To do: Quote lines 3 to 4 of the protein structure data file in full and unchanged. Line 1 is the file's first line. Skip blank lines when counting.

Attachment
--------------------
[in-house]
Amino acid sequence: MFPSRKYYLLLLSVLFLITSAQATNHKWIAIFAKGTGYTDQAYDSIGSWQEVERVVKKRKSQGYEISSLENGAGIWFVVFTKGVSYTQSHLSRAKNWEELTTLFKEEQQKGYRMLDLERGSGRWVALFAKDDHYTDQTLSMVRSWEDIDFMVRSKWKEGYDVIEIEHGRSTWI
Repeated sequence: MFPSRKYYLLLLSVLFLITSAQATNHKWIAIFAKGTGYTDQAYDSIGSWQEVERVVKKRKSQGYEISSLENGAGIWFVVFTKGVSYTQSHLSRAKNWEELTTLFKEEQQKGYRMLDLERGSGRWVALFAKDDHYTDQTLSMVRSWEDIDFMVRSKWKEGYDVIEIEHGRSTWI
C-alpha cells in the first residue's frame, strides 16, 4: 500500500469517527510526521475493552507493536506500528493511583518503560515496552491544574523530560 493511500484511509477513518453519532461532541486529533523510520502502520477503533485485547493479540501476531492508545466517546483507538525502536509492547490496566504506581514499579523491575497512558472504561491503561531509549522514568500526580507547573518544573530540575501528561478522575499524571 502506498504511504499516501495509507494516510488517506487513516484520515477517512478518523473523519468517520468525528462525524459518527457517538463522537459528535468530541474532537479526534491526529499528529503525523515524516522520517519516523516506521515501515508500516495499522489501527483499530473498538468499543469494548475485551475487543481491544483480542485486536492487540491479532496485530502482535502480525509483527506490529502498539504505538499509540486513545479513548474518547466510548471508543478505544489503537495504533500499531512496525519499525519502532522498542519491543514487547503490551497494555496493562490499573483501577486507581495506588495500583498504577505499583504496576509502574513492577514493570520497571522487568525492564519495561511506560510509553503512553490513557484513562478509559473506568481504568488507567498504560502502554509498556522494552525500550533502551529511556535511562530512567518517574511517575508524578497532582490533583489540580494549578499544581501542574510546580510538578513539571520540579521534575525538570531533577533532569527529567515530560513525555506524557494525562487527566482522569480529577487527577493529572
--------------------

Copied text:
Repeated sequence: MFPSRKYYLLLLSVLFLITSAQATNHKWIAIFAKGTGYTDQAYDSIGSWQEVERVVKKRKSQGYEISSLENGAGIWFVVFTKGVSYTQSHLSRAKNWEELTTLFKEEQQKGYRMLDLERGSGRWVALFAKDDHYTDQTLSMVRSWEDIDFMVRSKWKEGYDVIEIEHGRSTWI
C-alpha cells in the first residue's frame, strides 16, 4: 500500500469517527510526521475493552507493536506500528493511583518503560515496552491544574523530560 493511500484511509477513518453519532461532541486529533523510520502502520477503533485485547493479540501476531492508545466517546483507538525502536509492547490496566504506581514499579523491575497512558472504561491503561531509549522514568500526580507547573518544573530540575501528561478522575499524571 502506498504511504499516501495509507494516510488517506487513516484520515477517512478518523473523519468517520468525528462525524459518527457517538463522537459528535468530541474532537479526534491526529499528529503525523515524516522520517519516523516506521515501515508500516495499522489501527483499530473498538468499543469494548475485551475487543481491544483480542485486536492487540491479532496485530502482535502480525509483527506490529502498539504505538499509540486513545479513548474518547466510548471508543478505544489503537495504533500499531512496525519499525519502532522498542519491543514487547503490551497494555496493562490499573483501577486507581495506588495500583498504577505499583504496576509502574513492577514493570520497571522487568525492564519495561511506560510509553503512553490513557484513562478509559473506568481504568488507567498504560502502554509498556522494552525500550533502551529511556535511562530512567518517574511517575508524578497532582490533583489540580494549578499544581501542574510546580510538578513539571520540579521534575525538570531533577533532569527529567515530560513525555506524557494525562487527566482522569480529577487527577493529572